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Title: Mathematical problems on fluid flow over structured surfaces
Author: Kirk, Toby Lawrence
ISNI:       0000 0004 7657 6284
Awarding Body: Imperial College London
Current Institution: Imperial College London
Date of Award: 2017
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In this thesis we study a range of mathematical problems on liquid flow over surfaces that are structured, with an emphasis on modern superhydrophobic surfaces exhibiting apparent slip. One challenge in analysing the flow over such surfaces is to understand the relationship between the particular design and properties of a surface on the microscale, and the effects on the liquid flow on the macroscale. The microscale structure is then replaced with a Navier slip condition and apparent slip length characterising the apparent slippage at the surface. Another challenge is to determine the impact of this model on different flows, and how it can be used to influence dynamics. We consider two distinct important scenarios of substrate structuring in this thesis. In part I, we study gravity-driven film flow down an incline with an emphasis on heterogeneous superhydrophobic coatings and their passive influence on the interfacial dynamics and stability. The structuring varies in space, and the apparent slip length is prescribed. A set of long-wave model equations are derived, and the consequences of several stick-slip patternings (some regions of no-slip and some of slip) are analysed. In part II, we consider pressure-driven flow in microchannels where, due to the size of the channels, the superhydrophobic structuring has to be resolved in detail, and the apparent slip length is not prescribed but found from the solution, and it is used to characterise the slippage of a given structuring. Emphasis is placed on the case of a periodic array of parallel ridges and their application to direct liquid cooling. The slip length and convective heat transfer quantities depend greatly on the particular geometry of the channel and the structuring, and we quantify their dependence on several geometrical and thermophysical (such as Marangoni or thermocapillary) effects using asymptotic theory.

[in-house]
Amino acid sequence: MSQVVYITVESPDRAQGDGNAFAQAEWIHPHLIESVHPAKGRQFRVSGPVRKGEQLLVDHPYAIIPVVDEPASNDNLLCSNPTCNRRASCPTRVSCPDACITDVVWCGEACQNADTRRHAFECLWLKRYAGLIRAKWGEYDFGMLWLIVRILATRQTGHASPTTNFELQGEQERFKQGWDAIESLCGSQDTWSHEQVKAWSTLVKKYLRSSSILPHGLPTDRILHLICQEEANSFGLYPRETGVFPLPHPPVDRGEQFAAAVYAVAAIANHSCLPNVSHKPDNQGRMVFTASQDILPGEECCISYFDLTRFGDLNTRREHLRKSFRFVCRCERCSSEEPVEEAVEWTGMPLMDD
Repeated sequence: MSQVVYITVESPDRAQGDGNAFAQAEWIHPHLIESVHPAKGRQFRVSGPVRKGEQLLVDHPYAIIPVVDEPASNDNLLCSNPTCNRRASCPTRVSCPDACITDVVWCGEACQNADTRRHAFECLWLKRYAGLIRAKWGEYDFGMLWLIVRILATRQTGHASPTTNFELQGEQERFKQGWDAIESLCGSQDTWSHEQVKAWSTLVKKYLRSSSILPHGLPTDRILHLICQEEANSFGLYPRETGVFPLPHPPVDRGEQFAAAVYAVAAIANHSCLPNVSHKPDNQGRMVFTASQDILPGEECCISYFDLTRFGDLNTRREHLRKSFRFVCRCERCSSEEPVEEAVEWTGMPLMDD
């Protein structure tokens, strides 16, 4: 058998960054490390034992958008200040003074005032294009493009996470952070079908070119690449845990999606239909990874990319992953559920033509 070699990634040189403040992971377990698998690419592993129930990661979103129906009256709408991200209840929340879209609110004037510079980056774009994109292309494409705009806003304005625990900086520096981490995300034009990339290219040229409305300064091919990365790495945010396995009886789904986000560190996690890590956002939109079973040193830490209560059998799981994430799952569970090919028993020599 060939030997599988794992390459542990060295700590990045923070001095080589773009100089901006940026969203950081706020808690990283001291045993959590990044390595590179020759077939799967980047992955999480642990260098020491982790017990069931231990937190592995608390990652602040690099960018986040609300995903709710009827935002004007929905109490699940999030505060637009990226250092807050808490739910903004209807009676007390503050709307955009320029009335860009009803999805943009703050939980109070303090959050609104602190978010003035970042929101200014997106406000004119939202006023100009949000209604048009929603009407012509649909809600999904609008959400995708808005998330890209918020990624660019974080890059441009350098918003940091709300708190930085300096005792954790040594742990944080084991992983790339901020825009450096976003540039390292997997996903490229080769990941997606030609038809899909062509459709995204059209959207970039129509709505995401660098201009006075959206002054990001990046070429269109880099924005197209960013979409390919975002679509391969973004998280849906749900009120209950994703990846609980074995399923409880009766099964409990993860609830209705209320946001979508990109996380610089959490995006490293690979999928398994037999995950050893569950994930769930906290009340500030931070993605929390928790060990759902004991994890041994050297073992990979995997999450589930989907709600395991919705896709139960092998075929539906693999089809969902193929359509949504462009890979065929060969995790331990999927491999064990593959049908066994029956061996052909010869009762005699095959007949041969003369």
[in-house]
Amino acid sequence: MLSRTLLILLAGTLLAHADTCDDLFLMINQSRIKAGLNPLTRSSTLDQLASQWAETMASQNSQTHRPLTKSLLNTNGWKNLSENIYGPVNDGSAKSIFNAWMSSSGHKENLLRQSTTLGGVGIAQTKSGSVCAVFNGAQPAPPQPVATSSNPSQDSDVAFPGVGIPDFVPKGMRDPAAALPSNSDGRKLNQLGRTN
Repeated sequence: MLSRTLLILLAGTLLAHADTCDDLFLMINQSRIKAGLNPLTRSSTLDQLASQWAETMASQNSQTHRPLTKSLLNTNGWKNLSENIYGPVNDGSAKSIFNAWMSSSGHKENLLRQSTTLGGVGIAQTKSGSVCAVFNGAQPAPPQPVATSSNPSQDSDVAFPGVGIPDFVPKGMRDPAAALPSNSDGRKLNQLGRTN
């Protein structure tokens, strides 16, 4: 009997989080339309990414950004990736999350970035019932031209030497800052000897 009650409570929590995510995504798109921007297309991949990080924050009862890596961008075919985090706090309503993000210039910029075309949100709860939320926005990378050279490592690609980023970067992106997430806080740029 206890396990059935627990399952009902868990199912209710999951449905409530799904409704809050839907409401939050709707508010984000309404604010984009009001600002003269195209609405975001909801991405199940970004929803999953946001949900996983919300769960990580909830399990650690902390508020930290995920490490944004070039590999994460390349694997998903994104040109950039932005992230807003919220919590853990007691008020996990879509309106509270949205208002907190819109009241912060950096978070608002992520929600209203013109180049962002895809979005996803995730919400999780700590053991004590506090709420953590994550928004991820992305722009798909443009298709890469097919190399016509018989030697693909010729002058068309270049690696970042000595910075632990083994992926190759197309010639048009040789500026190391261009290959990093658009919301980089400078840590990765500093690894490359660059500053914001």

Supervisor: Papageorgiou, Demetrios Sponsor: Engineering and Physical Sciences Research Council
Qualification Name: Thesis (Ph.D.) Qualification Level: Doctoral